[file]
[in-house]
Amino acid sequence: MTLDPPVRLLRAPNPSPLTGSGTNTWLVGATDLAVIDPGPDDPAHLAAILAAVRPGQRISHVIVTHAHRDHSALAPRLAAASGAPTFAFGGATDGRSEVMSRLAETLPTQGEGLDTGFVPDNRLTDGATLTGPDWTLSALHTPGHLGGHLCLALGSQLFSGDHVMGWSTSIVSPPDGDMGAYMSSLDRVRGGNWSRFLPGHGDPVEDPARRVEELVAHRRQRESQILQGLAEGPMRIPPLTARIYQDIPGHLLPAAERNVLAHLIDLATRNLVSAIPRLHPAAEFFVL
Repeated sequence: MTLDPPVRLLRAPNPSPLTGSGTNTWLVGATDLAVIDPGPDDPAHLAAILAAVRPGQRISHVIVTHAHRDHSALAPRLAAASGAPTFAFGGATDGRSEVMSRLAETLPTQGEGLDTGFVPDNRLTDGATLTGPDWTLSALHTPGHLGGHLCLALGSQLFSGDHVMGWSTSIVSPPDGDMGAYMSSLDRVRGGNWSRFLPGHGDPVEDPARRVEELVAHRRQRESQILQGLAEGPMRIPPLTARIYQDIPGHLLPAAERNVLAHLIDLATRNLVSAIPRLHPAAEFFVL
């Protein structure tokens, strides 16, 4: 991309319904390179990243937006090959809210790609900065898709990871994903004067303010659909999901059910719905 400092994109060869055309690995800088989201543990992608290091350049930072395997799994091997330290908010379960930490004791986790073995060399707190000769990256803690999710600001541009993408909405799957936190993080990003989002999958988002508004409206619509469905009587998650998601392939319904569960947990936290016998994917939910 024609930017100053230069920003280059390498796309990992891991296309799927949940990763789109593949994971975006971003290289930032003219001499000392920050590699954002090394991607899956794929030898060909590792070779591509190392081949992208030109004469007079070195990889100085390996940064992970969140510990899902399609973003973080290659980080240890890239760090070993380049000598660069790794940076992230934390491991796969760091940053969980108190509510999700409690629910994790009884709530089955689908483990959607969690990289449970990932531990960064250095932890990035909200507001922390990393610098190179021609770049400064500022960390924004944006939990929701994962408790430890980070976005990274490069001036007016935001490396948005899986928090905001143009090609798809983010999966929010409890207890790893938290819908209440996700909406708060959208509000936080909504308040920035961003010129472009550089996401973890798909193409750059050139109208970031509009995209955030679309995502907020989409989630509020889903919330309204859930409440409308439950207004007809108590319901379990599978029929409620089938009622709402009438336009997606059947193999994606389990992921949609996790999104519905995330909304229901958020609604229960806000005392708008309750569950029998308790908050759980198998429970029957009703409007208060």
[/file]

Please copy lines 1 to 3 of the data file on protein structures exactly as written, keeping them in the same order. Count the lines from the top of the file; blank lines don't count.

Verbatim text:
[in-house]
Amino acid sequence: MTLDPPVRLLRAPNPSPLTGSGTNTWLVGATDLAVIDPGPDDPAHLAAILAAVRPGQRISHVIVTHAHRDHSALAPRLAAASGAPTFAFGGATDGRSEVMSRLAETLPTQGEGLDTGFVPDNRLTDGATLTGPDWTLSALHTPGHLGGHLCLALGSQLFSGDHVMGWSTSIVSPPDGDMGAYMSSLDRVRGGNWSRFLPGHGDPVEDPARRVEELVAHRRQRESQILQGLAEGPMRIPPLTARIYQDIPGHLLPAAERNVLAHLIDLATRNLVSAIPRLHPAAEFFVL
Repeated sequence: MTLDPPVRLLRAPNPSPLTGSGTNTWLVGATDLAVIDPGPDDPAHLAAILAAVRPGQRISHVIVTHAHRDHSALAPRLAAASGAPTFAFGGATDGRSEVMSRLAETLPTQGEGLDTGFVPDNRLTDGATLTGPDWTLSALHTPGHLGGHLCLALGSQLFSGDHVMGWSTSIVSPPDGDMGAYMSSLDRVRGGNWSRFLPGHGDPVEDPARRVEELVAHRRQRESQILQGLAEGPMRIPPLTARIYQDIPGHLLPAAERNVLAHLIDLATRNLVSAIPRLHPAAEFFVL